ST. PETERSBURG — Brad Miller is still not over the pain and extreme disappointment from Monday, when the Rays delivered what he called "a punch to the gut" in telling him he was no longer good enough to be their shortstop and would be replaced once newly acquired Matt Duffy was ready to come off the disabled list.
"I'm not going to change my perception on that whatsoever," Miller said.
As frank as Miller has been in sharing his displeasure, he has made it obvious that the onus is now on the Rays to find a way to keep his bat in their lineup, whether that's at first base — as they are talking about now — or in leftfield, or at DH, or, well, somewhere.
Miller on Thursday delivered his 19th homer — that's more than Corey Dickerson, Steven Souza Jr. and any of the other Rays' supposed sluggers not named Evan Longoria — and in dramatic fashion, a three-run shot in the eighth inning that led the Rays to a 3-2 win over the Royals.
That it gave them a split of the series with the defending champs, that it put them within one win of their first (first!) winning homestand of this lost 44-63 season, that it gave them some cushion in the "race" to stay ahead of the incoming 43-65 Twins as the AL's worst team, those were all footnotes.
This was about Miller punctuating the point that regardless of where he stands on the field or in the dugout, he has one of the most potent bats on a team in need of any — and every — enhancement it can get.
And he knows it.
"They're not doing me a favor by keeping me in the lineup," he said. "I've earned it."
Manager Kevin Cash, thrust again in that uncomfortable position between front office decisions and clubhouse reactions, said pretty much the same thing, and lauded Miller for his professionalism though the trying week.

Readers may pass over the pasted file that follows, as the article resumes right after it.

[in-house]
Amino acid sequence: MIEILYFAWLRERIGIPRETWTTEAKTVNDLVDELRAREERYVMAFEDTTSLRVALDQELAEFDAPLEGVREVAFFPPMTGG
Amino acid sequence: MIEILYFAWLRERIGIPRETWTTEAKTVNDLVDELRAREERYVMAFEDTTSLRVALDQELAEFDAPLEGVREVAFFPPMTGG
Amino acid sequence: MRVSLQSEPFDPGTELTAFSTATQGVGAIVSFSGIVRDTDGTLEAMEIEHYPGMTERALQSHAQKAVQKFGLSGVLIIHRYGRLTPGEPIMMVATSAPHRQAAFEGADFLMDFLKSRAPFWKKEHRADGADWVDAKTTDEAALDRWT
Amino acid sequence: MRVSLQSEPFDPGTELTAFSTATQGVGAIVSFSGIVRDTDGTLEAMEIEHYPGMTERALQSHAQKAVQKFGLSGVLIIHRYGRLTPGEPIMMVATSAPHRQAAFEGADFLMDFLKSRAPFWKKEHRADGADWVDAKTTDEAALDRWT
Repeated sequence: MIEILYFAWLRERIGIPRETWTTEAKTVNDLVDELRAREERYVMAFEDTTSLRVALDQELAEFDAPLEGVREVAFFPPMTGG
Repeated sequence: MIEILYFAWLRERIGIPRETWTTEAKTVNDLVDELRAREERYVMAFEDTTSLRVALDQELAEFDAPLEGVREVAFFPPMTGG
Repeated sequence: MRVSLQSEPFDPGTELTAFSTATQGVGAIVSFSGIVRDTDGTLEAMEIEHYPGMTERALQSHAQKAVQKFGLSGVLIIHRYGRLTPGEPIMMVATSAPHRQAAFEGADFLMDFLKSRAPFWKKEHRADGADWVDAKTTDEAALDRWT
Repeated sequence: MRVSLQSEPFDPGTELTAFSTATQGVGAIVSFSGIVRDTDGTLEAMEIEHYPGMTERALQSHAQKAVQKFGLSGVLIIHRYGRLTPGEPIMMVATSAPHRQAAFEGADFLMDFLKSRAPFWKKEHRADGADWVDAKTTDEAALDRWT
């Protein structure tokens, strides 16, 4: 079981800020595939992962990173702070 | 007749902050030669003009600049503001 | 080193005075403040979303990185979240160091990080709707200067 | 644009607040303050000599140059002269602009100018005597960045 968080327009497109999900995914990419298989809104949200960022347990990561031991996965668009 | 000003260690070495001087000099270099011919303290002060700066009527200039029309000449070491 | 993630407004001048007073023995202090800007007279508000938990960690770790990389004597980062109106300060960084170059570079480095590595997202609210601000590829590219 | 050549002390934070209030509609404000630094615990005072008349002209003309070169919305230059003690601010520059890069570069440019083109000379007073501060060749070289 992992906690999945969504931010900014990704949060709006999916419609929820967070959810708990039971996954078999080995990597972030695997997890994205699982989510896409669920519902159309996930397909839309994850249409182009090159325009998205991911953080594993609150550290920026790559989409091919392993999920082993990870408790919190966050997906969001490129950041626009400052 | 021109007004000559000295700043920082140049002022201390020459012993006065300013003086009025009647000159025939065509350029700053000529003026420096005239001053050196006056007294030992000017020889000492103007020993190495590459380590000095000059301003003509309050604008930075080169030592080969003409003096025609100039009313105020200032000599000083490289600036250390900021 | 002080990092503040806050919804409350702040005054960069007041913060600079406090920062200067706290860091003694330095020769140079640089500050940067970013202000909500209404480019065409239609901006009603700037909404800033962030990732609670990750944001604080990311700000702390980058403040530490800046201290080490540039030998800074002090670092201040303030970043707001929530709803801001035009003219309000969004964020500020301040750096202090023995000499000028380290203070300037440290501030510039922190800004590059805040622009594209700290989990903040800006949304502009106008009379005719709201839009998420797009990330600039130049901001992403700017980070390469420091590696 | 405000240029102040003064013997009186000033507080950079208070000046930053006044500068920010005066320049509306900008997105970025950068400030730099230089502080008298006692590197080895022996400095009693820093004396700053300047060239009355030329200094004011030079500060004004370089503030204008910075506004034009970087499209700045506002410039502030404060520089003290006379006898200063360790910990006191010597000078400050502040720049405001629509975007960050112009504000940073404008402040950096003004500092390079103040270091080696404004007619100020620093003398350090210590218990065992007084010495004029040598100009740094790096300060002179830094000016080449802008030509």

"We're lucky to have him," Cash said. "It doesn't matter where he plays. We know his bat plays. And he's a huge part of our plans and our team going forward."
Miller is still young at 26 and, even by Rays standards, somewhat affordable for a couple of more years, eligible for arbitration for the first time next season and not a free agent until 2020. (At the very least, he could be an interesting trade chip.)
"I think I've shown them all year how valuable I am," said Miller, who has never hit more than 20 homers in a season at any level. "But at the end of the day I've got to go out and play, and that's all that matters."
When the Rays acquired the lefty-swinging Miller, along with first baseman Logan Morrison and reliever Danny Farquhar, from Seattle for starter Nathan Karns, bit part reliever C.J. Riefenhauser and now PED-suspended minor-league outfielder Boog Powell, they expected him to hit the ball hard.
But 19 home runs, with a respectable .254 average, by early August? And on a pace pushing 30 bombs, especially after hitting just two in a brutal .174 opening month?
"Probably not, because he didn't get off to the best start," Cash said. "We did have a lot of confidence, and we were very optimistic about his bat and his overall play. … The actual home run numbers probably I think you could say are a little bit of a surprise."
But deep down, Tampa Bay couldn't have been surprised by the lapses on defense, the occasionally erratic throws and the misplays and missed plays resulting in 13 errors and an AL worst -12 defensive runs. Miller lost his shortstop job with the Mariners for similar reasons, but the Rays, as most teams do, had the bravado to believe they could "fix" him.
Instead, they are going to find another spot for him.
"We're not "finding" it for him," Cash insisted semantically. "He's so valuable to our lineup. We know for us to be good, Brad Miller has to be there and be hitting right in the thick of things and doing what he's been doing all season long."
No matter where he is playing.
Marc Topkin can be reached at email@example.com. Follow @ TBTimes_Rays.